1.Schistosoma mansoni eggs in gradually diluted liver, fecal or intestinal cultures at 23° to 25°C. continued to hatch until the end of the second day after setting up the apparatus. A few eggs in the intestinal cultures hatched as late as the third day. Thus, under these conditions, eggs of S. mansoni remained viable for a relatively long period.
2.When exposed to miracidia, an empty snail shell as well as fine gravel appeared to be attacked as readily as was a live snail, apparently indicating that attack is confined not merely to the live snail but may include other objects encountered by the miracidia during random movement.
3.A total of 254 laboratory-reared Egyptian snails, Biomphalaria boissyi, belonging to well-determined age groups remained uninfected when exposed to miracidia of the Puerto Rican strain of S. mansoni. However, some of these snails became infected when re-exposed to the Egyptian strain of the parasite. Thus, exposing them to the Puerto Rican strain did not give them immunity against infection with the Egyptian strain of S. mansoni, to which they are the known intermediate host.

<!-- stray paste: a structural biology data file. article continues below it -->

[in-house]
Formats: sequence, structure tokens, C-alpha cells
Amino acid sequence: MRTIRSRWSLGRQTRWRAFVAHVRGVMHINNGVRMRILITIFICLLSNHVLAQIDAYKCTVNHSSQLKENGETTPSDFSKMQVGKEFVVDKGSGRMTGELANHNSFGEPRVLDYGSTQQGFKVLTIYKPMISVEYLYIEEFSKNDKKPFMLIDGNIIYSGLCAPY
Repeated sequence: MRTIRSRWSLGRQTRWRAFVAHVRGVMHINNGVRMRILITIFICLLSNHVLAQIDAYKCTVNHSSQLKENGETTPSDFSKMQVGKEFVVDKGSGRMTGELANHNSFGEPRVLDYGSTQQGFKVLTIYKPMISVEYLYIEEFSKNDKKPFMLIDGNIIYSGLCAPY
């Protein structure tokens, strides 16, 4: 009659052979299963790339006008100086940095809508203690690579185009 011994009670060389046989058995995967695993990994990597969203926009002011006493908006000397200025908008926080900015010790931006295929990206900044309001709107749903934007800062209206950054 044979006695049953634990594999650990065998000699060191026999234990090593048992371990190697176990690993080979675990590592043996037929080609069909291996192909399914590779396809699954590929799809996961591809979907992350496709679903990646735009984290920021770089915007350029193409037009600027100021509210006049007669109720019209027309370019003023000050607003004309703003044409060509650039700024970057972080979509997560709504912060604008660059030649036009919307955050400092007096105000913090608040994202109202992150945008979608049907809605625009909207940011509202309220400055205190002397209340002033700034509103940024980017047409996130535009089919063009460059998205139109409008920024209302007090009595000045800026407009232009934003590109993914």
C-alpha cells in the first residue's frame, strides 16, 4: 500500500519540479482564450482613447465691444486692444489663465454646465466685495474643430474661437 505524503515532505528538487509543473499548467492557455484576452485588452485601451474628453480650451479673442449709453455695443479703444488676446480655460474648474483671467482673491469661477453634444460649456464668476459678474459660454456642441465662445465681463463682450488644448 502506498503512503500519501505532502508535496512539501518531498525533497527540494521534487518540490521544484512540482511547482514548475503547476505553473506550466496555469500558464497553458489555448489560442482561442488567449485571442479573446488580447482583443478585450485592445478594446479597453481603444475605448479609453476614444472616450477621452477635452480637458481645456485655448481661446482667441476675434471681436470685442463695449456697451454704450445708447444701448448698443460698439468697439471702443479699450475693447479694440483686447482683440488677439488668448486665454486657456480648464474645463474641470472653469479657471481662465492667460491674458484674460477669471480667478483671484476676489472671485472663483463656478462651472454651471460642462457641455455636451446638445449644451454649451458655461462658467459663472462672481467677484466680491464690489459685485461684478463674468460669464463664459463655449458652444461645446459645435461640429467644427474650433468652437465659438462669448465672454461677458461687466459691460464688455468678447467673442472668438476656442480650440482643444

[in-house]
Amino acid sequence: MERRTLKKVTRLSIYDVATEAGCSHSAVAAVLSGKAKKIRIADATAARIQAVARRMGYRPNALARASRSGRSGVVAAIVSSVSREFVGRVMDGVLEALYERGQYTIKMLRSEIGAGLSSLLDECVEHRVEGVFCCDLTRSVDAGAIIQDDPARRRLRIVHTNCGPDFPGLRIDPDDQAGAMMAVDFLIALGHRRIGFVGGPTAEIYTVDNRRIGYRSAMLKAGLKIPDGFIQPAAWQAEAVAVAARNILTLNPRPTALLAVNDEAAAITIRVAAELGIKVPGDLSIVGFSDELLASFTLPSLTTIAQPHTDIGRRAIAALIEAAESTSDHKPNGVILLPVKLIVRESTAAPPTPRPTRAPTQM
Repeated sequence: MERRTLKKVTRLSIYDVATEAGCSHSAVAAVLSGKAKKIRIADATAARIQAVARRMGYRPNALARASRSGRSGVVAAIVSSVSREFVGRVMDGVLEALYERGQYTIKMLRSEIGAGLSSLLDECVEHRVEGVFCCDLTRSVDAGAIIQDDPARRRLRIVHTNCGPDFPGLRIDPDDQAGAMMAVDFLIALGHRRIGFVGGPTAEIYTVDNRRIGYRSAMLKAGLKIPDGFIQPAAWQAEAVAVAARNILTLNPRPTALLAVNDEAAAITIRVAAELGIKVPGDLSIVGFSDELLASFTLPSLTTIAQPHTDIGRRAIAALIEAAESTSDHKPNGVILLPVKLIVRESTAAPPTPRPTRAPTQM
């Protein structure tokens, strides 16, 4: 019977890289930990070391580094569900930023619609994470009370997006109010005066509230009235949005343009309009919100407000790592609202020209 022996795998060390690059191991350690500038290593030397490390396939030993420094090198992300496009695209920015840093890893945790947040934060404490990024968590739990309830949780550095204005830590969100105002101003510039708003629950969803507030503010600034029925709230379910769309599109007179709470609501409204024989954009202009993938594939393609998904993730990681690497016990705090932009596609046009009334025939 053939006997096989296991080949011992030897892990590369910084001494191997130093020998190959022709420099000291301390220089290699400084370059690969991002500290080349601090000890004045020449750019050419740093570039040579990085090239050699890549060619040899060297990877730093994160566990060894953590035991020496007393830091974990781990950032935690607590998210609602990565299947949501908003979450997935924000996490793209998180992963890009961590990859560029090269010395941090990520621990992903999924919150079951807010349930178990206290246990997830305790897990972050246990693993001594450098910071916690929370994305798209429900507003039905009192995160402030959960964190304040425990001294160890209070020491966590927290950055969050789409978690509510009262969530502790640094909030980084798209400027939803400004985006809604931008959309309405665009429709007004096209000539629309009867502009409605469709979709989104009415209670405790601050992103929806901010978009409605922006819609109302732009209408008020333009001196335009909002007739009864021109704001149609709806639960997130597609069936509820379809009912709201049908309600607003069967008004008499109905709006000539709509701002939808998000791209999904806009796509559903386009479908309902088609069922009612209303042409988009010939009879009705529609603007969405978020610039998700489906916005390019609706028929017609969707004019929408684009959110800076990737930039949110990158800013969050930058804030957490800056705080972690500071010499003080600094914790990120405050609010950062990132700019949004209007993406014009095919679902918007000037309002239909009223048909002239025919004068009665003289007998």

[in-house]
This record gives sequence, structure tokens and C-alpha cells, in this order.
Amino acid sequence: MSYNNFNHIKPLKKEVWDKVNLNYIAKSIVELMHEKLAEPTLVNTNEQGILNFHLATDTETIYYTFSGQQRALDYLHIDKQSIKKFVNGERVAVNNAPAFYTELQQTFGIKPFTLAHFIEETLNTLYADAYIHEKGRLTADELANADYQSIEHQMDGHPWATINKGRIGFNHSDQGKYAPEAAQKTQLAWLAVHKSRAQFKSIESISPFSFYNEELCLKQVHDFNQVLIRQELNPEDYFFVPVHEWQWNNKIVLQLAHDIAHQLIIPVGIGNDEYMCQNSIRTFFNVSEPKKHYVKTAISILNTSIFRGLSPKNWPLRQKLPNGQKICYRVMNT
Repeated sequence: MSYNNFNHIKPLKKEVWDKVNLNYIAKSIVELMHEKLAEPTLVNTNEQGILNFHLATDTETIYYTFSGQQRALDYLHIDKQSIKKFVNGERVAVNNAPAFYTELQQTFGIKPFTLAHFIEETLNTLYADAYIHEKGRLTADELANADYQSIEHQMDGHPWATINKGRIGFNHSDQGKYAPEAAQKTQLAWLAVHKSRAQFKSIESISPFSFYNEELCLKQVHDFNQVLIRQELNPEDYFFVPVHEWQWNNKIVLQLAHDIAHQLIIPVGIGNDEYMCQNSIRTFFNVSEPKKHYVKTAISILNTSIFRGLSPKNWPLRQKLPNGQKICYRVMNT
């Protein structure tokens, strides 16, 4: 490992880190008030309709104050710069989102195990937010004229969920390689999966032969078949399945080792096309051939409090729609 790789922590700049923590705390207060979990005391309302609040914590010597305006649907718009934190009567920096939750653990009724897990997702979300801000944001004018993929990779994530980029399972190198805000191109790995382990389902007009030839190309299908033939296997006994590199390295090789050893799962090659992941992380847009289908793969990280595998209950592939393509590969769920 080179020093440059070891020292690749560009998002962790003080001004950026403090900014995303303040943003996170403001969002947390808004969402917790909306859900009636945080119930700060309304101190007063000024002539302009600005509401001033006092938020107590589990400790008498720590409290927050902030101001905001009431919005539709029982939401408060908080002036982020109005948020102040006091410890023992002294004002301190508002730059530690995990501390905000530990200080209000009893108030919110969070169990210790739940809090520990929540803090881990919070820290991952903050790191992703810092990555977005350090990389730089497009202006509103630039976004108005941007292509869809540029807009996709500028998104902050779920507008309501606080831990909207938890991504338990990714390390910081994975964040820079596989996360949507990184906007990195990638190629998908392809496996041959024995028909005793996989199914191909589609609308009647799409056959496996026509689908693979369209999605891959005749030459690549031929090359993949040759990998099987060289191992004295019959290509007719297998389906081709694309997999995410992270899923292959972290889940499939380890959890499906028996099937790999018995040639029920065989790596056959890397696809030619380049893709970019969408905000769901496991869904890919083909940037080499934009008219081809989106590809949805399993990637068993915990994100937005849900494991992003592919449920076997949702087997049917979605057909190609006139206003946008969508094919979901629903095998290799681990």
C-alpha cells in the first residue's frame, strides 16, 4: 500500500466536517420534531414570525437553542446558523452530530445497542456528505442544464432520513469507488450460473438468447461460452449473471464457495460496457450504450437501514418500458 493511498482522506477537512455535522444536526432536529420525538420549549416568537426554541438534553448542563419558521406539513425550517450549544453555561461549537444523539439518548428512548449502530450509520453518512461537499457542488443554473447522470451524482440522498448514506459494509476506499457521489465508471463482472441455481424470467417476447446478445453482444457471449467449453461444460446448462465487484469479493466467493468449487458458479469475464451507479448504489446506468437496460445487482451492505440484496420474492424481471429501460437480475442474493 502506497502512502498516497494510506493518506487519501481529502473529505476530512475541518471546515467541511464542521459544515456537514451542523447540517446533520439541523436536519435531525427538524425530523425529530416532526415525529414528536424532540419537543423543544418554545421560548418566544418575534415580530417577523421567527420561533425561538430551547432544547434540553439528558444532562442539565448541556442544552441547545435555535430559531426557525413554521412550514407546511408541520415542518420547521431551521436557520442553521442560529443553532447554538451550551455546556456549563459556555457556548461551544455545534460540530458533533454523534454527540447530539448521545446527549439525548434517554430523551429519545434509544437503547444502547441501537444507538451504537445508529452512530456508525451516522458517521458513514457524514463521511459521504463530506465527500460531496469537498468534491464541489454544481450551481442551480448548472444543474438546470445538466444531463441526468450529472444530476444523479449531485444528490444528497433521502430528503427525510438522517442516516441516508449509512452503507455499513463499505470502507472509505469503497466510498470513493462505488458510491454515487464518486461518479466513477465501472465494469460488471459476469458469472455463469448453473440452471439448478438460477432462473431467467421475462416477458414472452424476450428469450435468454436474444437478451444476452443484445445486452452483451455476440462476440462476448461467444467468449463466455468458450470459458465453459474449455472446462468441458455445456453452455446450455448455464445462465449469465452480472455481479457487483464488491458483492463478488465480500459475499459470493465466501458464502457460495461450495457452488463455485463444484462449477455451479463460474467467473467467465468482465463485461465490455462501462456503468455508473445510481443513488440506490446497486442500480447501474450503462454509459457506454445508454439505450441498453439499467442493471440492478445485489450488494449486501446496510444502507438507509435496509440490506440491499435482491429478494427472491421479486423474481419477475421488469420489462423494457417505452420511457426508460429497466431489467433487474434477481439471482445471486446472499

4.These experiments strongly support the view that S. mansoni endemic in one area may be physiologically distinct from the S. mansoni endemic in another region.
5.Biomphalaria boissyi snails were susceptible to infection with the Egyptian strain of S. mansoni at all ages ranging from two weeks to five months. Differences were slight between the number of snails that shed cercariae at the various ages; hence, apparently the age of the snails has little or no influence on their susceptibility to infection.
6.Dwarfed specimens of B. boissyi produced by overcrowded conditions in the aquaria showed considerably less susceptibility to infection with S. mansoni; also, the incubation period of the parasite in the snail was increased to 49–51 days as compared to 28–34 days among normal individuals.